During the credit crisis of 2008, overall U.S. ABS and equipment ABS volume dropped considerably. To give some context, equipment ABS volume and the number of deals in 2000 was $11 billion and 27, respectively, while 2008 saw less than $3 billion in volume with six deals coming to market.1 The overall malaise lasted until 2012 when we saw a significant rebound to pre-credit crisis volume and issuance activity.
More important than deal volume has been the creation of new equipment leasing platforms and new entrants into the ABS market since the credit crisis. Since 2009, 15 first-time issuers have accessed the ABS market, with total volume of approximately $6.7 billion. Of the 15 first-time issuers, 11 were equipment finance platforms that did not exist before the credit crisis, most of which could not have been created without a healthy and functioning ABS market.2 While a smaller piece of the broader equipment finance market, these startup platforms are critical in providing liquidity to small businesses that may not have access to bank financing.
Why such a significant rebound in the ABS market? Good credit performance through the 2008 cycle is a large part of the rationale. Credit spreads on three-year equipment ABS paper ranged between 10 to 20 basis points in the years leading up to 2008, but, beginning in May 2007, spreads rose dramatically and peaked at approximately 800 basis points by late 2008 (see Chart 2). Annualized actual losses, while exhibiting a similarly shaped curve, did not rise to nearly the levels implied by the severe spread widening.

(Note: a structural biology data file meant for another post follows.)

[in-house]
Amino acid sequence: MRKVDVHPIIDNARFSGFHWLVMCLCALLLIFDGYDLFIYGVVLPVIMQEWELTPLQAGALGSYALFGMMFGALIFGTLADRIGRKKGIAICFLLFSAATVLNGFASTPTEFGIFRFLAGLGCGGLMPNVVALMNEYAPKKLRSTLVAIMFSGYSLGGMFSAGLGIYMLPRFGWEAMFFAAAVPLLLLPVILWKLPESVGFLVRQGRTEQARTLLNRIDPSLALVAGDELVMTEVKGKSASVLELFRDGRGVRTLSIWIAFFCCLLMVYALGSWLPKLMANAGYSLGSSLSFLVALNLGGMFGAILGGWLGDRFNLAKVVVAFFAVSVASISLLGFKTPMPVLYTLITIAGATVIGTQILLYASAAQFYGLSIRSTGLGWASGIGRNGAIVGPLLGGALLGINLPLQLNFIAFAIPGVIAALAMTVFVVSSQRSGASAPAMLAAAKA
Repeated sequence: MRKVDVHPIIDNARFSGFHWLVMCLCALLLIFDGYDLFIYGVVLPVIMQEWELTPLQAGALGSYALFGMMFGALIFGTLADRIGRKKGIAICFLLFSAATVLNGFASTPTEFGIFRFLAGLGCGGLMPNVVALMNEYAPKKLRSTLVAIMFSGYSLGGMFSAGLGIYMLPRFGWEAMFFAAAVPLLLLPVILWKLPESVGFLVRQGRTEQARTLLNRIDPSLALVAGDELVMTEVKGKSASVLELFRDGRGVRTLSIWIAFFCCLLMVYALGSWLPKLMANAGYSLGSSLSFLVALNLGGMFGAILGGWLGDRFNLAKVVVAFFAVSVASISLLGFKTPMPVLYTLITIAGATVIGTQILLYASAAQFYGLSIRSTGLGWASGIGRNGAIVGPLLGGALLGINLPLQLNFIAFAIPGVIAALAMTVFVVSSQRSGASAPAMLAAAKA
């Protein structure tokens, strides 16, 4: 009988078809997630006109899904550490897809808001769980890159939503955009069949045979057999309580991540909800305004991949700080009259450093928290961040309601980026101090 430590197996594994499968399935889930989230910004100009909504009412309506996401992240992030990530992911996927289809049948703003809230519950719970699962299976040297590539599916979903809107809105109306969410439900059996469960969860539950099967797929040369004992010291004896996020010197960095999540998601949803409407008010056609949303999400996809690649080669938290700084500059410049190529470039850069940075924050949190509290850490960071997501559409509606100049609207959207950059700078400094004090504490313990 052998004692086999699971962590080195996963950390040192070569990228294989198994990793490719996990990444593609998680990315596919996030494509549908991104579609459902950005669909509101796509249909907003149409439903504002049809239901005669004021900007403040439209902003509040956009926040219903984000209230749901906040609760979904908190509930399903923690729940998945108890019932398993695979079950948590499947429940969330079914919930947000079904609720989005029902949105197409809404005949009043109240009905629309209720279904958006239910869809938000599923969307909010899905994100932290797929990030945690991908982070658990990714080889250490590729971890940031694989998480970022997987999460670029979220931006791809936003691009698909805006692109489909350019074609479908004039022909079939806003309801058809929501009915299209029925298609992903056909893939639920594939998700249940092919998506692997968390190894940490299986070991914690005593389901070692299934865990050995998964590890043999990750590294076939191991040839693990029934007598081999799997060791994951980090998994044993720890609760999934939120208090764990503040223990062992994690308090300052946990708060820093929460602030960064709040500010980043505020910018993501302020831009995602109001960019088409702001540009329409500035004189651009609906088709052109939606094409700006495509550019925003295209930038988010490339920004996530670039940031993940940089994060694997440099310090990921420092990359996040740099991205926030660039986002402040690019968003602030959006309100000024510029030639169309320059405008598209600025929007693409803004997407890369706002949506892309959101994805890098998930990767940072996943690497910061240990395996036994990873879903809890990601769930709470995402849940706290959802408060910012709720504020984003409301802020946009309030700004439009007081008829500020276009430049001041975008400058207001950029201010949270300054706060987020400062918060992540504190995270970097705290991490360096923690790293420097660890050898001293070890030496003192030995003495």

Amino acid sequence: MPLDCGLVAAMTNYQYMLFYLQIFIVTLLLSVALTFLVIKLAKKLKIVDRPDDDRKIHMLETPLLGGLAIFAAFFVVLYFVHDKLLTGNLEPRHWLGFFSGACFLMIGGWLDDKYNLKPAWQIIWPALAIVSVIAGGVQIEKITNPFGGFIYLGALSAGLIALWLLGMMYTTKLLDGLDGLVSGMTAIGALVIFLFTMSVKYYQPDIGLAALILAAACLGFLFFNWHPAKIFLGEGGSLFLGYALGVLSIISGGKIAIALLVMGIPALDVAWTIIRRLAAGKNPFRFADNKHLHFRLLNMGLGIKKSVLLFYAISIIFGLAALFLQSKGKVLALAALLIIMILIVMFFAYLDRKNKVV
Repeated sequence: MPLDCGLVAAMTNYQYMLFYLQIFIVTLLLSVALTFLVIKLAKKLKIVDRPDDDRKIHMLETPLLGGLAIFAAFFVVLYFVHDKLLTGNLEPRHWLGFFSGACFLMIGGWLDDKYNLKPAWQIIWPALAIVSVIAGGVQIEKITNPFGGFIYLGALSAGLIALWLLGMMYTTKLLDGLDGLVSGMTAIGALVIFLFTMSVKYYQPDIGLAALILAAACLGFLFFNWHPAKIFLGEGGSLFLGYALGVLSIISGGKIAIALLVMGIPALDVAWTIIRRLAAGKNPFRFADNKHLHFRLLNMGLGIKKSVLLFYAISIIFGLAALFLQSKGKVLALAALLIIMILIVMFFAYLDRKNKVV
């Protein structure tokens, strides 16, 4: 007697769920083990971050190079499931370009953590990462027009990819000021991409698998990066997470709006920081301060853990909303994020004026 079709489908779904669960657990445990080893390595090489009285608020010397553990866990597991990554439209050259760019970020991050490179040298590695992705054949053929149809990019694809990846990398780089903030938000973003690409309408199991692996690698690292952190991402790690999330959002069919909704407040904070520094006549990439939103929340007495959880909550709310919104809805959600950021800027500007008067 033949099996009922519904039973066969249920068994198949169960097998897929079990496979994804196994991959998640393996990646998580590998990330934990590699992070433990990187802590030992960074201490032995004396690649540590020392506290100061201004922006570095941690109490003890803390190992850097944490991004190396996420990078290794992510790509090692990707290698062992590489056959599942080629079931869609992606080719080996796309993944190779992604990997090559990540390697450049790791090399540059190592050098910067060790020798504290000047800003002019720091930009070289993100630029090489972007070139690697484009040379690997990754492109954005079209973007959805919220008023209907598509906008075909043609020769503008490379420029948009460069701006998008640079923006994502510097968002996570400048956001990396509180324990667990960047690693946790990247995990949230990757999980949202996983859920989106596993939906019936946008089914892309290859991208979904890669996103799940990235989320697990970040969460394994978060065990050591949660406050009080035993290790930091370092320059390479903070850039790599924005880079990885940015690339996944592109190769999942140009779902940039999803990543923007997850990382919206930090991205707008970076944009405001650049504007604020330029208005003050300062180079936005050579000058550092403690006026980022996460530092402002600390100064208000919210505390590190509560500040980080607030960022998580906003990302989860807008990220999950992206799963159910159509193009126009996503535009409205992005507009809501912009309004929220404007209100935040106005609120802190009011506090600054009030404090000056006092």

As Chart 3 shows, losses peaked at about 300 basis points, significantly higher than the pre-crisis run rate of about 50 basis points but nowhere close to materially affecting the cash flow performance of senior bonds in ABS structures. During this period, informed ABS investors were able to take advantage of the market dislocation and buy equipment ABS bonds at very attractive prices. Longer term, strong credit performance between 2007 and 2010 provided ABS investors with empirical evidence of the strength of equipment ABS bonds, and the related collateral, through a significant downturn. Such history will provide confidence in a growing investor base going forward.
Year-to-date equipment ABS issuance for 2017 is $5.6 billion with nine deals executed.3 Market participants expect volume for the year to be in line with 2016. However, in the longer term, there is substantial room for growth in equipment ABS.
Issuance volume in the more liquid auto ABS market, often the benchmark used to price and trade equipment ABS, was $87 billion in 2016 and is expected to exceed that amount in 2017.3 The auto ABS market benefits from a liquidity premium that allows issuance at spreads that are inside equipment ABS.3
The combination of the fundamental performance history in the equipment ABS market and the relative value spread pickup investors receive compared to auto ABS will provide for substantial runway for equipment lenders to access the ABS market in the future.
Barry Shafran, President and CEO , Chesswood Group Limited
Barry Shafran shares the story behind Chesswood Group’s journey from a Canadian new car dealership business with automotive lease receivables of just $80 million in 1999, to a North American public equipment finance business with a portfolio of $1.0 billion in 2019. He says the one constant and key ingredient in Chesswood’s journey is its amazing team of tenured and committed people.